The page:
Don't Neglect Your Current Customers
Updated: Feb 17
How focused are you and your team on closing new deals? When I ask this question of potential clients their responses are virtually the same across all industries: “VERY!”
Would you answer the same?
What if I asked, “Are you solely focused on closing new deals, or do you make a real effort to maintain strong, ongoing relationships with current customers?”
What would you say?
As sales professionals, we often over-focus on the close. We secure the first agreement to do business, celebrate the win, but then lose track of the relationship over time. This approach usually results in lost opportunity.
Honest, continuous, two-way communication between your salespeople and their current clients is essential to retaining business, getting referrals, and securing new opportunities with those customers as their needs change over time. In fact, it’s the only thing that will prevent them from taking up business with your competitors.
Has your team made the effort to build a strong foundation with your current customers?
We told you not to make sales resolutions this year but to focus on meaningful changes that will propel your company forward. Here’s the first example of where to focus your energies this year.
To improve the quality of our communication with the people who are currently buying from you and expand and deepen those relationships over time, consider taking the 3 following steps:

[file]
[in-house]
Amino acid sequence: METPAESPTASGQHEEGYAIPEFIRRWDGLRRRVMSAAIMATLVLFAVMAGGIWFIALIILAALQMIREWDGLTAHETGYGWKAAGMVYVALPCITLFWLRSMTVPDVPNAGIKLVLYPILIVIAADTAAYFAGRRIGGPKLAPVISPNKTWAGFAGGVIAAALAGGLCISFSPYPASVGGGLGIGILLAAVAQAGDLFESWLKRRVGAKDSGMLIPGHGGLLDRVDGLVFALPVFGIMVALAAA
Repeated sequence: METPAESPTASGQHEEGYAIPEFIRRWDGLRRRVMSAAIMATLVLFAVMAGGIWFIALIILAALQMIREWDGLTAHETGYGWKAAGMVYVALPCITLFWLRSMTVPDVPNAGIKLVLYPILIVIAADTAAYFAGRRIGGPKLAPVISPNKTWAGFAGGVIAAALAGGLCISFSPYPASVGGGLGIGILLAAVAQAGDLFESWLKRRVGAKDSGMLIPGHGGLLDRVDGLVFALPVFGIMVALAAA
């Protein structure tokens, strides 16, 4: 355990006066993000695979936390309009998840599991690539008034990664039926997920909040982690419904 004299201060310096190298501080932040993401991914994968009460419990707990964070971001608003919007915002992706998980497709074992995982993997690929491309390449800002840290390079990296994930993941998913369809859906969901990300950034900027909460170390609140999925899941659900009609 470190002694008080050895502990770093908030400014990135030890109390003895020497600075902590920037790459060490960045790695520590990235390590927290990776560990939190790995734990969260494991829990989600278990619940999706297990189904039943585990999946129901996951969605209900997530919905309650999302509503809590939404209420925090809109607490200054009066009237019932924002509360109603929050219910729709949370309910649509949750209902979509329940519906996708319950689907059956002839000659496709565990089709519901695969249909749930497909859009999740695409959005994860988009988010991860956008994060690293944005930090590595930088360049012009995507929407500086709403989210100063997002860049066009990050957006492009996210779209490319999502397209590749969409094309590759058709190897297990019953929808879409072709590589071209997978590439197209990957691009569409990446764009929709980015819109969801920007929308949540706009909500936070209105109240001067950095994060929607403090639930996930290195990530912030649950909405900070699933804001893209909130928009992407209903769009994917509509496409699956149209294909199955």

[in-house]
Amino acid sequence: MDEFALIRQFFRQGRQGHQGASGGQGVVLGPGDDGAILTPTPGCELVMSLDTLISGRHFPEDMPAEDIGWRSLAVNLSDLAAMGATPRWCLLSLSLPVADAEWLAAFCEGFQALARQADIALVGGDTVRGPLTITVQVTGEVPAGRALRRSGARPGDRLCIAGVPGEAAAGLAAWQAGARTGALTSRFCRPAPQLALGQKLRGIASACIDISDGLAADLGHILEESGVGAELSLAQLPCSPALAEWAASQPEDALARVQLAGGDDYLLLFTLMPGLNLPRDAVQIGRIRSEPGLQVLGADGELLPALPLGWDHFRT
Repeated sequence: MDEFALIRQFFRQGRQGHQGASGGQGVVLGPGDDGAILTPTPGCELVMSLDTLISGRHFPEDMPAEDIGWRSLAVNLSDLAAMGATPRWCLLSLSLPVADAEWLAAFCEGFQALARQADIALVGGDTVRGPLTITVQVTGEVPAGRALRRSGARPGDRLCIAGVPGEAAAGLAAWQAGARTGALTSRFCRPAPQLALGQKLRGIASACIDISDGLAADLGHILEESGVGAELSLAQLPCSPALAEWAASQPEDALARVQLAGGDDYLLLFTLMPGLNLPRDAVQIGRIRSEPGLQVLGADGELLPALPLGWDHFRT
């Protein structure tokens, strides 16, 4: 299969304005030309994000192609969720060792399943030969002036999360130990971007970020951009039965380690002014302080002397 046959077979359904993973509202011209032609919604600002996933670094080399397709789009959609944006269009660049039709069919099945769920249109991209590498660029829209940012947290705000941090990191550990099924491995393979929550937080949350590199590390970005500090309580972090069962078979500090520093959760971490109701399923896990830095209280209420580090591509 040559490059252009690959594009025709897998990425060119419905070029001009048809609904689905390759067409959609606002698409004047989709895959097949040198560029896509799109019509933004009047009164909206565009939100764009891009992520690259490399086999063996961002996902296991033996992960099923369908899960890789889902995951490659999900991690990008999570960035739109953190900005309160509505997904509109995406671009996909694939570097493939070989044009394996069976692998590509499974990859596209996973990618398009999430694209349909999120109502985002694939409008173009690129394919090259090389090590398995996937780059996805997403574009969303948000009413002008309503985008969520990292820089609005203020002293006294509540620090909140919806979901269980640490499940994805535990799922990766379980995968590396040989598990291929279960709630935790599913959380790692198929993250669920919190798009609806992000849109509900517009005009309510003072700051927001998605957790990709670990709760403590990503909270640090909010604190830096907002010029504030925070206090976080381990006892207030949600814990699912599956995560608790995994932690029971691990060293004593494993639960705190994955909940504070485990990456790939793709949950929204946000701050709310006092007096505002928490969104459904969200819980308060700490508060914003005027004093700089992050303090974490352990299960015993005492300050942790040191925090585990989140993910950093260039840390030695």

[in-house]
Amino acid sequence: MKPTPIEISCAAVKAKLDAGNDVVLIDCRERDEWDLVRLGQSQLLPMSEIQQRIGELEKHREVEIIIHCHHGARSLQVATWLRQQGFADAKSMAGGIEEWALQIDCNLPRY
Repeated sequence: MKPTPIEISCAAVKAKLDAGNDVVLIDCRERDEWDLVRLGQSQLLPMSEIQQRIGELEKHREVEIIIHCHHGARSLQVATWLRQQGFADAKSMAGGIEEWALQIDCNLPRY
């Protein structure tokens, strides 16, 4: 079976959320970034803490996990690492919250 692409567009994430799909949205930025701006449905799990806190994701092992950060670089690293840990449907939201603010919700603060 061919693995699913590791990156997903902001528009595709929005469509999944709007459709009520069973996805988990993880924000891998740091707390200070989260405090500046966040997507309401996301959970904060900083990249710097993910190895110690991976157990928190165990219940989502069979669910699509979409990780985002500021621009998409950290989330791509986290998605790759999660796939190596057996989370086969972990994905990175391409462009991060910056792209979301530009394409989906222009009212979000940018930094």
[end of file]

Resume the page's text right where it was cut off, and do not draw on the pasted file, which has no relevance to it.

1. Beware of silence.
Whoever said “no news is good news” never worked in sales. A client you haven’t heard from in a while is wondering why you’ve gone dark and is potentially shopping for a new service provider.
We recommend quarterly business review meetings. Sit down with your customers, their key stakeholders, and formally review how things have been going, what new challenges they expect to face, what their changing priorities are, and then address how you can meet their needs. This shows your commitment to partnering with them in the long-term.
2. Stop improvising.
Too many companies “wing it” when it comes to communicating with current customers. A sales manager will ask if a certain customer has been called in a while, someone will say yes, and that’s “good enough”. This is a very wrong approach.
You need to create a clear written plan regarding current customer outreach, a plan that addresses how often you’ll personally reach out, how often customers will receive digital “drip” campaigns, what content will be relative to them, and so forth.
In other words, communication needs to become a real strategy, not a one-off phone call or email.
Part of this will be deciding who else in your organization should be part of the outreach team for each client. Depending on the size and complexity of the account, it’s possible that senior members of your organization should be developing parallel relationships in the client organization. The goal is to always reach the decision-maker, and sometimes a salesperson just can’t do it alone.
3. Be a valuable resource, not just a service provider.
When you come across an idea, process, or market opportunity that you can share without violating any confidentiality agreements you have in place, share it with clients you think could benefit from the knowledge. By doing so, you will make it clear that your first priority is providing value to their world and that your intention is to be with them for the long haul.
Continuously look for opportunities to sell value.
These three simple strategies are designed to improve your communication and the quality of your relationships with your customers, which will mean more business over time and more long-term value for everyone. Are you ready to improve your existing relationships? Give us a call for a more personalized approach.